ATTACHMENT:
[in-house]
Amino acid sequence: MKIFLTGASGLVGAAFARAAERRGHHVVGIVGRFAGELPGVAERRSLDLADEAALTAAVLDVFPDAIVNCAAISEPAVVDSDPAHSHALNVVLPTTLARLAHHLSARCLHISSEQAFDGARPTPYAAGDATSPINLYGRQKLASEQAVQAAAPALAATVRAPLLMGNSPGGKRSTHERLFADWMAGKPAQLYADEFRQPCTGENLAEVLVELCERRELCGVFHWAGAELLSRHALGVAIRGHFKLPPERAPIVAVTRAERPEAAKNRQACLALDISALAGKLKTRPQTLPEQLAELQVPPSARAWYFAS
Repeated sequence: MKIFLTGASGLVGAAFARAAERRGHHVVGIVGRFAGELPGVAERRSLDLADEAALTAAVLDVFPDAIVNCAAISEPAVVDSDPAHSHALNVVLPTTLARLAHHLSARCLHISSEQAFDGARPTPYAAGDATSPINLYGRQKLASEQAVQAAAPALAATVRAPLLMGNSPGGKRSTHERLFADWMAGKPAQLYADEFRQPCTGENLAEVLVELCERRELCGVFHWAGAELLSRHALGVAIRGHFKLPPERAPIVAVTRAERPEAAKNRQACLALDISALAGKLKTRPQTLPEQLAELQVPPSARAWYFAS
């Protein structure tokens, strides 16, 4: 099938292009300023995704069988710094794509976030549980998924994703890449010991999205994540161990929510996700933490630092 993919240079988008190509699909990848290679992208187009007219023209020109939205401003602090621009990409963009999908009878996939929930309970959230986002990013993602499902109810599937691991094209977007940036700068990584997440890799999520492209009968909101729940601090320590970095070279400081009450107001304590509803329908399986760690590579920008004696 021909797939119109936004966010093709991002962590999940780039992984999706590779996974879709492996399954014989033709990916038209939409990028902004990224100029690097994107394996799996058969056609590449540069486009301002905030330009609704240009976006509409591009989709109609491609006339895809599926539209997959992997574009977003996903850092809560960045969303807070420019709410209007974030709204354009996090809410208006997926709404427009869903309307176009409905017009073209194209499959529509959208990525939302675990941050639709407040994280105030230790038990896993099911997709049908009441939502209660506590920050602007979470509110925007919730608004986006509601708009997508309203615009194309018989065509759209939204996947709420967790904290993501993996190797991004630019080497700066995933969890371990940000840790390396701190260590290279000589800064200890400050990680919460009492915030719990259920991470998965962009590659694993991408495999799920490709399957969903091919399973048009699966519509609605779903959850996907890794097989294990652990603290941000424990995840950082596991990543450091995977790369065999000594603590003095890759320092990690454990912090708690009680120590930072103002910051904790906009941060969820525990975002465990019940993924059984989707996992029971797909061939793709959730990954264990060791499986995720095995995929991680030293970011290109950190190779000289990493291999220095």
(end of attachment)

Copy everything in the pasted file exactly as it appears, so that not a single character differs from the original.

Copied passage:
[in-house]
Amino acid sequence: MKIFLTGASGLVGAAFARAAERRGHHVVGIVGRFAGELPGVAERRSLDLADEAALTAAVLDVFPDAIVNCAAISEPAVVDSDPAHSHALNVVLPTTLARLAHHLSARCLHISSEQAFDGARPTPYAAGDATSPINLYGRQKLASEQAVQAAAPALAATVRAPLLMGNSPGGKRSTHERLFADWMAGKPAQLYADEFRQPCTGENLAEVLVELCERRELCGVFHWAGAELLSRHALGVAIRGHFKLPPERAPIVAVTRAERPEAAKNRQACLALDISALAGKLKTRPQTLPEQLAELQVPPSARAWYFAS
Repeated sequence: MKIFLTGASGLVGAAFARAAERRGHHVVGIVGRFAGELPGVAERRSLDLADEAALTAAVLDVFPDAIVNCAAISEPAVVDSDPAHSHALNVVLPTTLARLAHHLSARCLHISSEQAFDGARPTPYAAGDATSPINLYGRQKLASEQAVQAAAPALAATVRAPLLMGNSPGGKRSTHERLFADWMAGKPAQLYADEFRQPCTGENLAEVLVELCERRELCGVFHWAGAELLSRHALGVAIRGHFKLPPERAPIVAVTRAERPEAAKNRQACLALDISALAGKLKTRPQTLPEQLAELQVPPSARAWYFAS
């Protein structure tokens, strides 16, 4: 099938292009300023995704069988710094794509976030549980998924994703890449010991999205994540161990929510996700933490630092 993919240079988008190509699909990848290679992208187009007219023209020109939205401003602090621009990409963009999908009878996939929930309970959230986002990013993602499902109810599937691991094209977007940036700068990584997440890799999520492209009968909101729940601090320590970095070279400081009450107001304590509803329908399986760690590579920008004696 021909797939119109936004966010093709991002962590999940780039992984999706590779996974879709492996399954014989033709990916038209939409990028902004990224100029690097994107394996799996058969056609590449540069486009301002905030330009609704240009976006509409591009989709109609491609006339895809599926539209997959992997574009977003996903850092809560960045969303807070420019709410209007974030709204354009996090809410208006997926709404427009869903309307176009409905017009073209194209499959529509959208990525939302675990941050639709407040994280105030230790038990896993099911997709049908009441939502209660506590920050602007979470509110925007919730608004986006509601708009997508309203615009194309018989065509759209939204996947709420967790904290993501993996190797991004630019080497700066995933969890371990940000840790390396701190260590290279000589800064200890400050990680919460009492915030719990259920991470998965962009590659694993991408495999799920490709399957969903091919399973048009699966519509609605779903959850996907890794097989294990652990603290941000424990995840950082596991990543450091995977790369065999000594603590003095890759320092990690454990912090708690009680120590930072103002910051904790906009941060969820525990975002465990019940993924059984989707996992029971797909061939793709959730990954264990060791499986995720095995995929991680030293970011290109950190190779000289990493291999220095």